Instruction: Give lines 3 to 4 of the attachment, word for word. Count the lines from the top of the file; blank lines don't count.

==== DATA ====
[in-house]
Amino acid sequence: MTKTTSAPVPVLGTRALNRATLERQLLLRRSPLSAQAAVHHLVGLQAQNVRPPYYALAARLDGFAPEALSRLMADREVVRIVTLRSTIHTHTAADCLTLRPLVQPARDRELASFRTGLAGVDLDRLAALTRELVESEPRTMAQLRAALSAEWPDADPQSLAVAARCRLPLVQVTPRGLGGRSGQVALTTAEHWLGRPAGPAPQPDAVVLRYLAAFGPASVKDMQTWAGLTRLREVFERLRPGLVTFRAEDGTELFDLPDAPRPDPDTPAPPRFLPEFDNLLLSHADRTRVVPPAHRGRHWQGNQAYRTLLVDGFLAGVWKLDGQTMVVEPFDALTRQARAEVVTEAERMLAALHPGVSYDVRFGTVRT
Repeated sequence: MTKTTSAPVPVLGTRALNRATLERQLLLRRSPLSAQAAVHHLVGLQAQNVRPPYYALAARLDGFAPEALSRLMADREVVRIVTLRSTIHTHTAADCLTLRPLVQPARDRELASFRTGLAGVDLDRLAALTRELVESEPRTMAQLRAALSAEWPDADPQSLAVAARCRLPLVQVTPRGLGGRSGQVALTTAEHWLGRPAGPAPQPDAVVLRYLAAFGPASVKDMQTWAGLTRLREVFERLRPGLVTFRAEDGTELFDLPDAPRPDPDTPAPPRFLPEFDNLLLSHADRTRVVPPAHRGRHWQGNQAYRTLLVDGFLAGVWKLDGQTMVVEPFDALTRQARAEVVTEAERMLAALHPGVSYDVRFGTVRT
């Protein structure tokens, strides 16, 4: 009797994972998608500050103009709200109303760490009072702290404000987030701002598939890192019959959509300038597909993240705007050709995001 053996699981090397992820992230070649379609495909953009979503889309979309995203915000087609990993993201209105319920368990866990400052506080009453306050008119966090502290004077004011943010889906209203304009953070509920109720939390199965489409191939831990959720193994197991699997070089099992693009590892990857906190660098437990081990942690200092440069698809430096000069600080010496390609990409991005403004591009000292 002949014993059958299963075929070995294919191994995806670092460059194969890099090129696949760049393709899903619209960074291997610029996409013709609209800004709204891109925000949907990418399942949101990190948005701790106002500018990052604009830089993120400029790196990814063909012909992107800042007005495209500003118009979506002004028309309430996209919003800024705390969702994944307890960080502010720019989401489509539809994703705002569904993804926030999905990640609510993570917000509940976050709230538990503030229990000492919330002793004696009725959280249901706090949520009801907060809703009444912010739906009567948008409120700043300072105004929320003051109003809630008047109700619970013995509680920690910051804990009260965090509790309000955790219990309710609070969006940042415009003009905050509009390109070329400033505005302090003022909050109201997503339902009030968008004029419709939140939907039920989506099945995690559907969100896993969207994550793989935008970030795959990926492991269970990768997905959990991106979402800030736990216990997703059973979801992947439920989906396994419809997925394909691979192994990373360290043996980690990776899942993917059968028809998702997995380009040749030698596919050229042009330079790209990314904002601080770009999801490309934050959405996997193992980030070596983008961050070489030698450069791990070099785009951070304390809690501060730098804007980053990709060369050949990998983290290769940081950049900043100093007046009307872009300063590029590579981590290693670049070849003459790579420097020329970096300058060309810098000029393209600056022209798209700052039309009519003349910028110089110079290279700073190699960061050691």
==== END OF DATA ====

Repeated sequence: MTKTTSAPVPVLGTRALNRATLERQLLLRRSPLSAQAAVHHLVGLQAQNVRPPYYALAARLDGFAPEALSRLMADREVVRIVTLRSTIHTHTAADCLTLRPLVQPARDRELASFRTGLAGVDLDRLAALTRELVESEPRTMAQLRAALSAEWPDADPQSLAVAARCRLPLVQVTPRGLGGRSGQVALTTAEHWLGRPAGPAPQPDAVVLRYLAAFGPASVKDMQTWAGLTRLREVFERLRPGLVTFRAEDGTELFDLPDAPRPDPDTPAPPRFLPEFDNLLLSHADRTRVVPPAHRGRHWQGNQAYRTLLVDGFLAGVWKLDGQTMVVEPFDALTRQARAEVVTEAERMLAALHPGVSYDVRFGTVRT
């Protein structure tokens, strides 16, 4: 009797994972998608500050103009709200109303760490009072702290404000987030701002598939890192019959959509300038597909993240705007050709995001 053996699981090397992820992230070649379609495909953009979503889309979309995203915000087609990993993201209105319920368990866990400052506080009453306050008119966090502290004077004011943010889906209203304009953070509920109720939390199965489409191939831990959720193994197991699997070089099992693009590892990857906190660098437990081990942690200092440069698809430096000069600080010496390609990409991005403004591009000292 002949014993059958299963075929070995294919191994995806670092460059194969890099090129696949760049393709899903619209960074291997610029996409013709609209800004709204891109925000949907990418399942949101990190948005701790106002500018990052604009830089993120400029790196990814063909012909992107800042007005495209500003118009979506002004028309309430996209919003800024705390969702994944307890960080502010720019989401489509539809994703705002569904993804926030999905990640609510993570917000509940976050709230538990503030229990000492919330002793004696009725959280249901706090949520009801907060809703009444912010739906009567948008409120700043300072105004929320003051109003809630008047109700619970013995509680920690910051804990009260965090509790309000955790219990309710609070969006940042415009003009905050509009390109070329400033505005302090003022909050109201997503339902009030968008004029419709939140939907039920989506099945995690559907969100896993969207994550793989935008970030795959990926492991269970990768997905959990991106979402800030736990216990997703059973979801992947439920989906396994419809997925394909691979192994990373360290043996980690990776899942993917059968028809998702997995380009040749030698596919050229042009330079790209990314904002601080770009999801490309934050959405996997193992980030070596983008961050070489030698450069791990070099785009951070304390809690501060730098804007980053990709060369050949990998983290290769940081950049900043100093007046009307872009300063590029590579981590290693670049070849003459790579420097020329970096300058060309810098000029393209600056022209798209700052039309009519003349910028110089110079290279700073190699960061050691």